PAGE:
Fed likely to follow ECB’s playbook and hike interest rates this week

The European Central Bank raised its benchmark interest rate by 50 basis points on Thursday. Will the U.S. Federal Reserve follow suit?

The answer is yes, albeit a smaller-sized move, economists said Thursday.

The ECB rate hike is a “model” that the Fed can use, said Vincent Reinhart, chief economist at Dreyfus and Mellon.

“The ECB move was an action driven by their macroeconomic responsibility. And it was couched in concern for how things might unfold, they said ‘carefully monitoring’ a lot. I think that’s what the Fed will do,” Reinhart added.

The Fed meeting will start later Tuesday and will release its decision at 2 p.m. Eastern Wednesday. Fed Chair Jerome Powell will follow with a press conference a half hour later.

Fears of financial-sector contagion from the collapse of Silicon Valley Bank have eased in the past 24 hours.

Late Thursday, a group of leading banks agreed to deposit $30 billion in First Republic, the San Francisco-based regional bank that has been under the microscope since last week’s collapse of Silicon Valley Bank.

Treasury Secretary Janet Yellen and Powell welcomed the move, with Yellen stressing the U.S. banking system was sound.

Earlier, embattled Swiss banking giant Credit Suisse said it would get financial help from the Swiss central bank.

Powell and his colleagues only need to raise rates by a quarter percentage point because they started ahead of their ECB colleagues in Frankfurt, economists explained Thursday. A larger, half-percentage move was seen as too large given the uncertain environment.

Pausing would send a negative signal that the Fed was worried about the financial sector, Reinhart said.

Neil Dutta, head of macroeconomic research at Renaissance Macro Research, agreed that the ECB showed the Fed that the coast was clear for continued hikes.

“If the ECB can get away with 50, I think the Fed can go 25,” Dutta said.

Before the collapse of Silicon Valley Bank, the Fed was said to be leaning toward a 50-basis-point move. Powell had left the door wide open for a larger move after two days of testimony to Congress earlier this month.

The most recent economic data would justify that larger move, Dutta said.

“Upwardly revised GDP, core retail sales, jobless claims and housing are all pretty strong. We went into this shock pretty strong,” Dutta said.

Instead of signaling that “ongoing rate hikes” would occur, Reinhart said the Fed would signal that further rate hikes would likely be appropriate, but that the central bank was monitoring financial conditions closely.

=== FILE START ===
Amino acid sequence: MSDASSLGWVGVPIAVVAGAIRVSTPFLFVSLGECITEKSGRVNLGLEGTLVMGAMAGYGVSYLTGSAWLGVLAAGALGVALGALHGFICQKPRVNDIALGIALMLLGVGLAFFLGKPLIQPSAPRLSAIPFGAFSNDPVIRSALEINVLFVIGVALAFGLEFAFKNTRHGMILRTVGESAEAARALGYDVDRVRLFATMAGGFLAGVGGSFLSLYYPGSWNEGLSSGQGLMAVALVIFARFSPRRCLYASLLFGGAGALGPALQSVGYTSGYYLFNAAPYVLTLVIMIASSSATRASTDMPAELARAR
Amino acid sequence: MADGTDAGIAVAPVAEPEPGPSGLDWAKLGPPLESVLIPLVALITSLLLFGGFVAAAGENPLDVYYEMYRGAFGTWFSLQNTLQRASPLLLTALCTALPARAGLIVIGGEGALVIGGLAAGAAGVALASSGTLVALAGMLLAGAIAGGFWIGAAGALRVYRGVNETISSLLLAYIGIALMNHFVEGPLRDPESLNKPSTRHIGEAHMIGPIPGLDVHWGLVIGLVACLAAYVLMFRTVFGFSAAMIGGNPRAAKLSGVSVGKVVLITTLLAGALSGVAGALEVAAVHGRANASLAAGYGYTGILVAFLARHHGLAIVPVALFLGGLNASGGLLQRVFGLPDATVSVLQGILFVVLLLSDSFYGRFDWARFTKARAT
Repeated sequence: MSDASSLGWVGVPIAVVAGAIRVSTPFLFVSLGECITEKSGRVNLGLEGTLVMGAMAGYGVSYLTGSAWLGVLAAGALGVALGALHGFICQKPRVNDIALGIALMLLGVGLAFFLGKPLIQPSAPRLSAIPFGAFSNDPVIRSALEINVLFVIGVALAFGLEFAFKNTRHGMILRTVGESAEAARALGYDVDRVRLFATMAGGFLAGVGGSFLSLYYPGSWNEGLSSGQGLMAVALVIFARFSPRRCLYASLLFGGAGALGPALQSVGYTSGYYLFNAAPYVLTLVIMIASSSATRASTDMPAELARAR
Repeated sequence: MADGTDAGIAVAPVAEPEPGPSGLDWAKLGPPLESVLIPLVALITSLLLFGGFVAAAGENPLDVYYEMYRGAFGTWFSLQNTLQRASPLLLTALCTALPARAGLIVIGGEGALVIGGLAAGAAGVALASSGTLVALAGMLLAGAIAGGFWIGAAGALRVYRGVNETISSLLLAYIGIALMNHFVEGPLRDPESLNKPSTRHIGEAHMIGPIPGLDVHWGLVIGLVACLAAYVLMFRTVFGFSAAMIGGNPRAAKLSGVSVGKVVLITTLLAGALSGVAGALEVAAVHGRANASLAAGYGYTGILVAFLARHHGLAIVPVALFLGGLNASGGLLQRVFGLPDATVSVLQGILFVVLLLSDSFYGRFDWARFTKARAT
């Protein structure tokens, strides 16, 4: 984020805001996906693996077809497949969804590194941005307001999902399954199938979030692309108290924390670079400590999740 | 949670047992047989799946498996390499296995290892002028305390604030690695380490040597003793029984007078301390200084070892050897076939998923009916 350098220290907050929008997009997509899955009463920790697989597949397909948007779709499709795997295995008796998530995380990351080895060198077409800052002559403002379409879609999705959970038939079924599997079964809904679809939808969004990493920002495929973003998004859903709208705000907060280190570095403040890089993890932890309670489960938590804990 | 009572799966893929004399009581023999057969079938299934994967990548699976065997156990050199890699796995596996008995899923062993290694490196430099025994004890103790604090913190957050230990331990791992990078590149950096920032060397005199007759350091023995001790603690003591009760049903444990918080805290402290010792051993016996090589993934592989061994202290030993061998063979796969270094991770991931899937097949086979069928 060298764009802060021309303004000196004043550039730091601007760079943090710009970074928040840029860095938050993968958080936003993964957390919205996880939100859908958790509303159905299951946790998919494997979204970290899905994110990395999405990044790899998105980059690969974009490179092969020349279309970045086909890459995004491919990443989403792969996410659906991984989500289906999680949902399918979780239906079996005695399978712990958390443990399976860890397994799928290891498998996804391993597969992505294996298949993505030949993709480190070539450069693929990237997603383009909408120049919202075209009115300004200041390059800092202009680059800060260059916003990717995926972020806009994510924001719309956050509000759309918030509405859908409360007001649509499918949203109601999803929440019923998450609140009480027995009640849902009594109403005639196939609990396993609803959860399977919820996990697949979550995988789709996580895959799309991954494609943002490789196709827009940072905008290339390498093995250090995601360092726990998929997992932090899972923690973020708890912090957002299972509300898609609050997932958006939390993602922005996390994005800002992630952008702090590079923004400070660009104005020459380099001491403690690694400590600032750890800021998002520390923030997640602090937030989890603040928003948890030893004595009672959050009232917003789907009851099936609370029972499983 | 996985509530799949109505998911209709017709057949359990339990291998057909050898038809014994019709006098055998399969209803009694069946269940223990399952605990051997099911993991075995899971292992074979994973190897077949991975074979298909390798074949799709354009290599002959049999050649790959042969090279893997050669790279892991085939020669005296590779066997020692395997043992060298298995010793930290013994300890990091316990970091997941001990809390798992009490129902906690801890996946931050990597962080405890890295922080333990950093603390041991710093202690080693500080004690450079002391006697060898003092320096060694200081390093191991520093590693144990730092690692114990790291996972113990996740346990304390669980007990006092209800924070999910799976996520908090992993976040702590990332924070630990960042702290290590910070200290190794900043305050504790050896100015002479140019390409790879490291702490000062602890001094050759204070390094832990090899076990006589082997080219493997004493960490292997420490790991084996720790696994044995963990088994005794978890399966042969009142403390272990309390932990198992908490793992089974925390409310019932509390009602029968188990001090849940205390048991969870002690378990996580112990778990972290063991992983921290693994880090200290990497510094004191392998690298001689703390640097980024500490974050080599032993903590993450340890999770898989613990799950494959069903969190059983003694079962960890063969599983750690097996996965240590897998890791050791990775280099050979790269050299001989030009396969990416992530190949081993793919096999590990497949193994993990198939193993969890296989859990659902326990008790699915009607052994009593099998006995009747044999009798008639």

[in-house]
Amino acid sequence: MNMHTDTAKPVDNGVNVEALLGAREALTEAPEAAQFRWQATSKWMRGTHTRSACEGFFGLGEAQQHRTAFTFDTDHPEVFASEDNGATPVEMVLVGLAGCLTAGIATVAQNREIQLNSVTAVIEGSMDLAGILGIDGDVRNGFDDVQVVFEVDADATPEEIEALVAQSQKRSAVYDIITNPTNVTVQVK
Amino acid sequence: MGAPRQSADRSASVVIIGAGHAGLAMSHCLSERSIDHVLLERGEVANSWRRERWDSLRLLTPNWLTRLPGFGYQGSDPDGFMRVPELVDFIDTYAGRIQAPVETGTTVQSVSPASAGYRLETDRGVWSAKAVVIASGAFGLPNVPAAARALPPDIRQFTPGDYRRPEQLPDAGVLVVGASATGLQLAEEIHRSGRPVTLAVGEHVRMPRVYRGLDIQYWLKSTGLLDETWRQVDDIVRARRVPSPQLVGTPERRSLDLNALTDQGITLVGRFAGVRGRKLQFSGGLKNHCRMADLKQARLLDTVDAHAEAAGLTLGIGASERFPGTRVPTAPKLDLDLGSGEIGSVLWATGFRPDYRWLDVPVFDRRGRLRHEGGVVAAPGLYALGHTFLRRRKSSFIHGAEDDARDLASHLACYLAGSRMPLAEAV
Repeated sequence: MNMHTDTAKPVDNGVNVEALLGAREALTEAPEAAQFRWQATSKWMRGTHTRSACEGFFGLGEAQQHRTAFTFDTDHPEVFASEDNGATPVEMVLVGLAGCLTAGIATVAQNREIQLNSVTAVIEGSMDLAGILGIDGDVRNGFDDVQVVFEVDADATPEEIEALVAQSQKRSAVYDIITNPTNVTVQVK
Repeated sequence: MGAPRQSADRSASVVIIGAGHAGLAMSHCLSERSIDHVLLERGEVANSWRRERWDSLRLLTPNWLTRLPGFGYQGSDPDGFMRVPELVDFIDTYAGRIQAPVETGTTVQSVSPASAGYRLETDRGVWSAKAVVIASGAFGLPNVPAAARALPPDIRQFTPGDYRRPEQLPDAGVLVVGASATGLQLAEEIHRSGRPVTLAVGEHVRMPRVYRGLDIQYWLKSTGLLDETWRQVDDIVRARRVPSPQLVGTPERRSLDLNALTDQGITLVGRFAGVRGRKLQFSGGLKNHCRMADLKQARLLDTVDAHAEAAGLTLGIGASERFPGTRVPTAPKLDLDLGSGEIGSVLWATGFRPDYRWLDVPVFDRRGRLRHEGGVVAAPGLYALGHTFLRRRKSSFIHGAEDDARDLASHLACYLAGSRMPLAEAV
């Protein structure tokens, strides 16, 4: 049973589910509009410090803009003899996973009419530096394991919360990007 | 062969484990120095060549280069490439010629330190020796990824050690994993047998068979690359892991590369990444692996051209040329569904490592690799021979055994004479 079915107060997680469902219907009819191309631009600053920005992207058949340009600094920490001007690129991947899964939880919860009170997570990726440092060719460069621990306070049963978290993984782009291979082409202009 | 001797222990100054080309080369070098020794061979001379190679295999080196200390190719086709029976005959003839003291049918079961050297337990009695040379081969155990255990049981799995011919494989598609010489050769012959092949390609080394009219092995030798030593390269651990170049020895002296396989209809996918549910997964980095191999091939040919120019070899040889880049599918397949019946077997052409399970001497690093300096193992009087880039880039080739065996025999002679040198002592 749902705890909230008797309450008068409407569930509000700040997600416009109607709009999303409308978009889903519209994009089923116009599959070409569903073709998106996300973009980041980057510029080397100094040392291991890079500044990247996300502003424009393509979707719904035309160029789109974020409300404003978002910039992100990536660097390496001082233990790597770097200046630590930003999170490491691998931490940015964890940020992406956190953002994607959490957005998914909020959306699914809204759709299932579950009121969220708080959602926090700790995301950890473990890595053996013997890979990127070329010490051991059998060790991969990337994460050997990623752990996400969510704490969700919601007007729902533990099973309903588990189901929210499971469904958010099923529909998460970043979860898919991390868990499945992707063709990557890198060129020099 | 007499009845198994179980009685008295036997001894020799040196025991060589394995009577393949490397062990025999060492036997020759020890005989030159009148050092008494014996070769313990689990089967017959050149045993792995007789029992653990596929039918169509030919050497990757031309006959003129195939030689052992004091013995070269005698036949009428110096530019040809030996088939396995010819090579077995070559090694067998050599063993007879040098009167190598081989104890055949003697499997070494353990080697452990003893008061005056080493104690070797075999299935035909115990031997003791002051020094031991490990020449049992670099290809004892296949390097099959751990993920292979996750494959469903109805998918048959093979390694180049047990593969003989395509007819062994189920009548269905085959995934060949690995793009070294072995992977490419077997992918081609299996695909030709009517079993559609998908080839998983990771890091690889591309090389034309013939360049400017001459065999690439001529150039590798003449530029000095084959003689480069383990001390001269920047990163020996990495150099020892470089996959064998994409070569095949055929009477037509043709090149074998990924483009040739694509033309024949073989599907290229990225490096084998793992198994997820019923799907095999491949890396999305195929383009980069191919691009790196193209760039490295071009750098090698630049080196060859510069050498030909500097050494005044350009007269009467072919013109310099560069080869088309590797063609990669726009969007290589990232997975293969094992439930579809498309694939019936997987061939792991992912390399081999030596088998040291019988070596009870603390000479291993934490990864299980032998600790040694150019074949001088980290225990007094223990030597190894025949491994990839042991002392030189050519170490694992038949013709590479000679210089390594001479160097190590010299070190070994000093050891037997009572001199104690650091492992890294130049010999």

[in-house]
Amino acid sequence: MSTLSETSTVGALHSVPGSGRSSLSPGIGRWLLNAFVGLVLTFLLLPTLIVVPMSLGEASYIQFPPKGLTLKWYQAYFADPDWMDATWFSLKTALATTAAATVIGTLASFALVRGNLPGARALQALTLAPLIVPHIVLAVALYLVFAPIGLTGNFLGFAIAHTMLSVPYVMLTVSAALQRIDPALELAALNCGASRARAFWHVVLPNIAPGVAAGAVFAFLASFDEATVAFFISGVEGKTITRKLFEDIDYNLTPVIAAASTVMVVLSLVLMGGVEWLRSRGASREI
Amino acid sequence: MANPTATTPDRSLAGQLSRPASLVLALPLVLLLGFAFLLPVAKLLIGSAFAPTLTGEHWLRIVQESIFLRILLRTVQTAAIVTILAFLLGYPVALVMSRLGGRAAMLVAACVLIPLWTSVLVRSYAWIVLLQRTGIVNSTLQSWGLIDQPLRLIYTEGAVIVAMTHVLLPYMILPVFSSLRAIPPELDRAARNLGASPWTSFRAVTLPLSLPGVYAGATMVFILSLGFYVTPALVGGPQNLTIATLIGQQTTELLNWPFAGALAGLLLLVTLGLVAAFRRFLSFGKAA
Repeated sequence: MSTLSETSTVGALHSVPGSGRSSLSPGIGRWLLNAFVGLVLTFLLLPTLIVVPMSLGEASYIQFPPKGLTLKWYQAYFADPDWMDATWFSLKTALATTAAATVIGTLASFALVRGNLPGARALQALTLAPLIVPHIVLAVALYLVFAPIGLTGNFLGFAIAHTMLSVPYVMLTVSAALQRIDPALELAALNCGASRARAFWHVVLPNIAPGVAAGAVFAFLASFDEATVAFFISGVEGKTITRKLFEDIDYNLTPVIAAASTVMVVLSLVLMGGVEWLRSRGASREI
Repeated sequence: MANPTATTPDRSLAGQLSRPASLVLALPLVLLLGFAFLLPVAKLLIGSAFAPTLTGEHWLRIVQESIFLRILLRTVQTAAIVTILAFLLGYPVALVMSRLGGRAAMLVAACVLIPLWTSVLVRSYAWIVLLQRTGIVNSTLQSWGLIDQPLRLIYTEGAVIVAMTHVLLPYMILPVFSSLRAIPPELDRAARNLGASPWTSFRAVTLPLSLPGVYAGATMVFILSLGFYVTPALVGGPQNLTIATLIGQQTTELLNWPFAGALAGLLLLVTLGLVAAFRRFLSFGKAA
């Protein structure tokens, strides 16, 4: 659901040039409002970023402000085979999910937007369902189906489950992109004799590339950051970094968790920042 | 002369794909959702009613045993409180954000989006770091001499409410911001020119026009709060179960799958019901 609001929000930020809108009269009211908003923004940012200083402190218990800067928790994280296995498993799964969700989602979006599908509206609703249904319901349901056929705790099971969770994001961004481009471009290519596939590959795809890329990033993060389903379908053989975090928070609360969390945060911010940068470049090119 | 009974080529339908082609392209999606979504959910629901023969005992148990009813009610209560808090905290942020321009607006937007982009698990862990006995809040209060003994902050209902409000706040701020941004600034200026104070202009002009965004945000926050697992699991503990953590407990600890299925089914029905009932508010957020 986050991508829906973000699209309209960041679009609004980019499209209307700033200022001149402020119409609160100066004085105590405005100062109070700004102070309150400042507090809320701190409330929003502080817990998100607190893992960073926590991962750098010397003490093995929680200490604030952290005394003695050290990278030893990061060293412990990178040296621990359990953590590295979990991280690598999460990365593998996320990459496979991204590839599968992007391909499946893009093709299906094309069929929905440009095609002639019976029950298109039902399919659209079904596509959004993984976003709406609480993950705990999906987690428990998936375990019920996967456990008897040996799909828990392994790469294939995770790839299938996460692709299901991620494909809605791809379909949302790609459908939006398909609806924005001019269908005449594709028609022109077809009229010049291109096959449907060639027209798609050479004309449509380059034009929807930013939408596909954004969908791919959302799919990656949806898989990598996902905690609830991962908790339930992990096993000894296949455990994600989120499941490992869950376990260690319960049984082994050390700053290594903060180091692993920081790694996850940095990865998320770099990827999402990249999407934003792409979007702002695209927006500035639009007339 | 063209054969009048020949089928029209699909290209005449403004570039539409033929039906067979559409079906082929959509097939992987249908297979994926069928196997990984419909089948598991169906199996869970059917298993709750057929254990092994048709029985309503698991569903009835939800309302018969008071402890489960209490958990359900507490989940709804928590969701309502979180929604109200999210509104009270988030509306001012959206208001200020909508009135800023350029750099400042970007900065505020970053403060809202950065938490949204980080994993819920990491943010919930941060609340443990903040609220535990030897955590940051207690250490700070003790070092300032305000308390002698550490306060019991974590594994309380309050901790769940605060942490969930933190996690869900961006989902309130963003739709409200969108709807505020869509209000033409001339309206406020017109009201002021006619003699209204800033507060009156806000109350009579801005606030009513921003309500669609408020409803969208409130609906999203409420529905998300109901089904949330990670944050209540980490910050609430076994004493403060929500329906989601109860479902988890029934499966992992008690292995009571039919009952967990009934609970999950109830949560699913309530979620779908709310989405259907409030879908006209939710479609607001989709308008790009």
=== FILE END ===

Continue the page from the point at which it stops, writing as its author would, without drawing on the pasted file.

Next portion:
“Gradualism works. They can say they are doing more 25s, but no one will believe Powell,” Reinhart said.

Powell won’t feel the need to convince markets about more hikes, because if markets snapped back to where the Fed is, that would be a significant tightening, he said.

Not everyone agrees that a hike next week is in the offing.

Robert Brusca, president of FAO Economics, said that the Fed should stop the tightening process, at least for now.

Financial contagion, like the smell of perfume, has a tendency to linger, he said — and reappear suddenly.

Former Fed Gov. Daniel Tarullo said the shock to the banking system this week will already produce a significant tightening of financial conditions.

“In some sense what has happened is the equivalent of a federal funds increase,” Tarullo said, in an interview on CNBC.

That could be used to justify a pause at the March meeting, he said.

Trading has been volatile all week but, at the moment, traders in the fed funds futures market see more than an 80% chance the Fed will raise its benchmark rate by a quarter of a percentage point, to a range of 4.75%-5%, next week.

Traders see only one more quarter-point hike after that, which would put the Fed’s endpoint in a range of 5%-5.25%.

Rate cuts will follow swiftly, according to traders. But they now expect fewer cuts by year’s end than they did earlier this week.

The Fed will release its estimate of path of interest rates next week. It is likely to be more hawkish than what the market now expects, Reinhart of Dreyfus and Mellon said, but Powell may be able to distance himself from this view.



were set to open higher on Tuesday, and the yield on the 10-year Treasury note

rose to 3.57%.

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